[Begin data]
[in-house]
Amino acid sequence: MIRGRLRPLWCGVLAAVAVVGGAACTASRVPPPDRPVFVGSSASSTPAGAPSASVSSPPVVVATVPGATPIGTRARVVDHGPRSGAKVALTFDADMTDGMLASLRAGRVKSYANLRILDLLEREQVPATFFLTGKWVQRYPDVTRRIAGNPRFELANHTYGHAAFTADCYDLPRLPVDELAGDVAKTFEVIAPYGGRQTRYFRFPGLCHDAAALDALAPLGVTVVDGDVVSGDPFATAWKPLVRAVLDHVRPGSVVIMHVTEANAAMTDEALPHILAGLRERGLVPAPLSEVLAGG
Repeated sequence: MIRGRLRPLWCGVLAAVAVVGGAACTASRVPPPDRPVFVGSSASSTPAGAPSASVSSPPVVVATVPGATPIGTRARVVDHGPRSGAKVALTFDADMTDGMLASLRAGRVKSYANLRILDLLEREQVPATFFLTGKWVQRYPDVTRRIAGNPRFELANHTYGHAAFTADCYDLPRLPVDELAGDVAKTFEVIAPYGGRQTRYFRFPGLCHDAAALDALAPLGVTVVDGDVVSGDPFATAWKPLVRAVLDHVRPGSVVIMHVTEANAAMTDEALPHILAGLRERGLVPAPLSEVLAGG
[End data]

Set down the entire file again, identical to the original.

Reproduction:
[in-house]
Amino acid sequence: MIRGRLRPLWCGVLAAVAVVGGAACTASRVPPPDRPVFVGSSASSTPAGAPSASVSSPPVVVATVPGATPIGTRARVVDHGPRSGAKVALTFDADMTDGMLASLRAGRVKSYANLRILDLLEREQVPATFFLTGKWVQRYPDVTRRIAGNPRFELANHTYGHAAFTADCYDLPRLPVDELAGDVAKTFEVIAPYGGRQTRYFRFPGLCHDAAALDALAPLGVTVVDGDVVSGDPFATAWKPLVRAVLDHVRPGSVVIMHVTEANAAMTDEALPHILAGLRERGLVPAPLSEVLAGG
Repeated sequence: MIRGRLRPLWCGVLAAVAVVGGAACTASRVPPPDRPVFVGSSASSTPAGAPSASVSSPPVVVATVPGATPIGTRARVVDHGPRSGAKVALTFDADMTDGMLASLRAGRVKSYANLRILDLLEREQVPATFFLTGKWVQRYPDVTRRIAGNPRFELANHTYGHAAFTADCYDLPRLPVDELAGDVAKTFEVIAPYGGRQTRYFRFPGLCHDAAALDALAPLGVTVVDGDVVSGDPFATAWKPLVRAVLDHVRPGSVVIMHVTEANAAMTDEALPHILAGLRERGLVPAPLSEVLAGG